Are You Washing Your Vagina All Wrong?

vagina-health

Keeping your womanhood fresh and clean is a priority, but sometimes it can be a challenge. Your vagina has a very sensitive ecosystem with unique flora (bacteria) called lactobacilli. Little changes or stresses can rebound a big stink. You can experience bacterial vaginosis or yeast infections from these small disruptions. You might also have to deal with vaginal odor simply from a sweaty workout, a hot car ride or a long day. Yes, hygiene definitely has something to do with it, but you could be the cleanest person on the planet and still have a stubborn pH system down there.

To douche or not to douche? It's supposed to be one of the most practical treatments for the vagina, yet, by flushing out vagina, you could really irritate the ecosystem. "Douching has been linked to bacterial vaginosis or BV; in fact, women who douche once a week are five times more likely to develop BV," explained Mache Seibel, MD, OB-GYN. "Douching can also change the vaginal pH of the vagina and change the natural acidity of the vagina."

The pH of the vagina should be between 3.8 and 4.5. Anything lower or higher can lead to a bacterial imbalance, which causes an odor. Click here for 10 fun facts about your vagina you might not know!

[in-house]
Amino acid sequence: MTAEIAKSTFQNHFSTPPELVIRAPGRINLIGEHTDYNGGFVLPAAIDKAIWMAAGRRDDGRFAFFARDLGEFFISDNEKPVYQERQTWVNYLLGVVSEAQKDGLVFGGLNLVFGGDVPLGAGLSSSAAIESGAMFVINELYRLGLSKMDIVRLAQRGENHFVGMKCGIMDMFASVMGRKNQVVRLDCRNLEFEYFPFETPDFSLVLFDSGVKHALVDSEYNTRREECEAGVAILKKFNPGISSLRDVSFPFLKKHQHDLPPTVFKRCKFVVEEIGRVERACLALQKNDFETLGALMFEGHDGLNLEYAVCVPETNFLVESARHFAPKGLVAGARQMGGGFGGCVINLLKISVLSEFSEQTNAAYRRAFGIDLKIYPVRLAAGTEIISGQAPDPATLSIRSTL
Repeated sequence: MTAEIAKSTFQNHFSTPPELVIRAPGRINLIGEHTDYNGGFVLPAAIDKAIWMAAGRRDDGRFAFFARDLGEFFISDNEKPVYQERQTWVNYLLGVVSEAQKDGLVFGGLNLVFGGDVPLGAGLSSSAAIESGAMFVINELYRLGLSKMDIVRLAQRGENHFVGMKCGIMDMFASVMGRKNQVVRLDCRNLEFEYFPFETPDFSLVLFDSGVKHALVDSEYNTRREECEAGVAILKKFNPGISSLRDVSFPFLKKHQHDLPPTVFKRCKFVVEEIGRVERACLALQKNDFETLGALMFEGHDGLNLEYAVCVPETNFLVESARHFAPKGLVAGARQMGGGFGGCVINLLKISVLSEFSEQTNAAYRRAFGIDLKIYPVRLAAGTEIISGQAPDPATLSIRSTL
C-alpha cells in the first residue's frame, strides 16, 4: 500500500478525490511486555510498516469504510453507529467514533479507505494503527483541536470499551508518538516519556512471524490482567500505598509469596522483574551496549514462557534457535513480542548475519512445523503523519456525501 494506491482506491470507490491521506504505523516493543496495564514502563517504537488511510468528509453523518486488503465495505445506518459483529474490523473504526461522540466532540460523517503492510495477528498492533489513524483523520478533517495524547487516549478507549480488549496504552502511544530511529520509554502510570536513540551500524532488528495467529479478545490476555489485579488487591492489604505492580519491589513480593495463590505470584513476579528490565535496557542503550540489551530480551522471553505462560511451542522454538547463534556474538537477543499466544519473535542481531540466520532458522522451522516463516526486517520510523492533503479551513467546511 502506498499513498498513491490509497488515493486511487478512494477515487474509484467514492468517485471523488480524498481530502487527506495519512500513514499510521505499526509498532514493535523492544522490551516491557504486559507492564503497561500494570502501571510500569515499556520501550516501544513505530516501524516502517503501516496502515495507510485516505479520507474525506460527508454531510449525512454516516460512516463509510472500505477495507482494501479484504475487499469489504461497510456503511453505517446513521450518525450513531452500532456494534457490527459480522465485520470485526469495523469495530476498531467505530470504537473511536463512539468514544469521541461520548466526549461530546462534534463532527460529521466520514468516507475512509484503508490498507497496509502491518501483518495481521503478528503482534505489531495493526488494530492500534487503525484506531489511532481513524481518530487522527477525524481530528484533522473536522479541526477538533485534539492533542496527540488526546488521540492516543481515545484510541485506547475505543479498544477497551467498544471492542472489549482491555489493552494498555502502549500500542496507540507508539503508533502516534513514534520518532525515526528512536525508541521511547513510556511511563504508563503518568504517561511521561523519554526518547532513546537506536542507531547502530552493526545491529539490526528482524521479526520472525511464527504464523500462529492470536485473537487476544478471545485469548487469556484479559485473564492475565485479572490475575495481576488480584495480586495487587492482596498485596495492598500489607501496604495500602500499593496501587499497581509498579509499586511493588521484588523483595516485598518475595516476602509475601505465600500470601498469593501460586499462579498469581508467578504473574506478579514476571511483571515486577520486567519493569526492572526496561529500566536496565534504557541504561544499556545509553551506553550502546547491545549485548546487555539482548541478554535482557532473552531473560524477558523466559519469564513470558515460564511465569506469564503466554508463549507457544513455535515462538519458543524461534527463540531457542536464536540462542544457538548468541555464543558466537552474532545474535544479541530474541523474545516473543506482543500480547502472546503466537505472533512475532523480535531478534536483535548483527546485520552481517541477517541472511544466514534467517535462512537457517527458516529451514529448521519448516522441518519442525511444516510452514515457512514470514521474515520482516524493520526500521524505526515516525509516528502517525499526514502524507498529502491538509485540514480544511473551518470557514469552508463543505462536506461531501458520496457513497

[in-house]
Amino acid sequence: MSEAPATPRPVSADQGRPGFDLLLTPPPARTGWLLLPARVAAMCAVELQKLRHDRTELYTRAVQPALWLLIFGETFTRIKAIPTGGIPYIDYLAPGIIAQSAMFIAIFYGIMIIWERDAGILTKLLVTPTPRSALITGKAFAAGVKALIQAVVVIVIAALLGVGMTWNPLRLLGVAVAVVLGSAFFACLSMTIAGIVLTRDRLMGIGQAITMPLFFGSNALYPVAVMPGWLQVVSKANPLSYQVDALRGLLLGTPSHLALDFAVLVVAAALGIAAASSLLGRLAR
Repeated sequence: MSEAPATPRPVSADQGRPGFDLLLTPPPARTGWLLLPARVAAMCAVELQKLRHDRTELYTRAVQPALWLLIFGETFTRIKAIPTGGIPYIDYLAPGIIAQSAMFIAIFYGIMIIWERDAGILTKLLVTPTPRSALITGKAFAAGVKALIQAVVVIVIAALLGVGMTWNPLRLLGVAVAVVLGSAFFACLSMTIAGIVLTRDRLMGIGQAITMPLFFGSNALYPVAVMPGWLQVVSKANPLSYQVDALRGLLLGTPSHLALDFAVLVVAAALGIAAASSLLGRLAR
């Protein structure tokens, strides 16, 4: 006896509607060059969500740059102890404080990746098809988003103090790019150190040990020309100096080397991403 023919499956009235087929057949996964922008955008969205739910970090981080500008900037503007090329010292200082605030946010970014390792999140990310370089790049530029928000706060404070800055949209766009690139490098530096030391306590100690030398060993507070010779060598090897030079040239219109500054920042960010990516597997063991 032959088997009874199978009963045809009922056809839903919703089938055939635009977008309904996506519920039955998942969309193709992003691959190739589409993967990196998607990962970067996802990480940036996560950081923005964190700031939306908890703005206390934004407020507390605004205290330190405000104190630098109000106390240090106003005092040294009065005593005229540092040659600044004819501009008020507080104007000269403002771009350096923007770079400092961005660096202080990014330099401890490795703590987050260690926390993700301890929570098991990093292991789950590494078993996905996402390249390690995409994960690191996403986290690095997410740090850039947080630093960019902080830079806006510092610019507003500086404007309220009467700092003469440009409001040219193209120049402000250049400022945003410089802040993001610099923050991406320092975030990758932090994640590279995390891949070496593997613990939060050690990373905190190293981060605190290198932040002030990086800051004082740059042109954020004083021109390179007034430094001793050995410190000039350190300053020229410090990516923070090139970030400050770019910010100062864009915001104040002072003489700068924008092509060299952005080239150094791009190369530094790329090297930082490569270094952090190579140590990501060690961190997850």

Just a little spritz! There are several products on the market promising to refresh the scent of your lady parts when you're in a hurry or trying feel confident. It seems innocent and harmless, but it could be doing more harm than good. Dr. Seibel explains that these sprays can lead to irritation, and if used at all, they should be limited. Although the spray is topical, it's packed with chemicals that don't mix well with hormones or the bacteria. Even your body wash can cause this type of irritation. Not sure what's causing it? It could be one of these 10 causes.

feminine products

Don't be misled by "natural" labels. The only natural thing you can do to keep your vagina in good health is to let it be. When odors or funky discharge occur, call the doc. Trying to manage it yourself may make matters worse and can be costly. "Many feminine hygiene products are marketed as being 'free of preservatives', but it's not possible to guarantee against allergy, as we cannot predict what people may be sensitive to," Austin Ugwumadu, MD, told The Daily Mail. "Over millions of years, this part of the body has adapted its own highly-effective cleaning process. As long as you're showering every day and wearing clean, preferably non-synthetic underwear, this should be enough."

Treat the stink from the inside out. "Taking a daily probiotic like RepHresh Pro-B with the two strains of lactobacilli for vaginal health will work to balance yeast and bacteria every day," Dr. Seibel said. Allow your body to rebuild a healthy level of the lactobacilli by giving it time and using a gentle approach with your daily hygiene practices. Save your money, avoid the sprays, douches and wipes unless recommended by your doctor.

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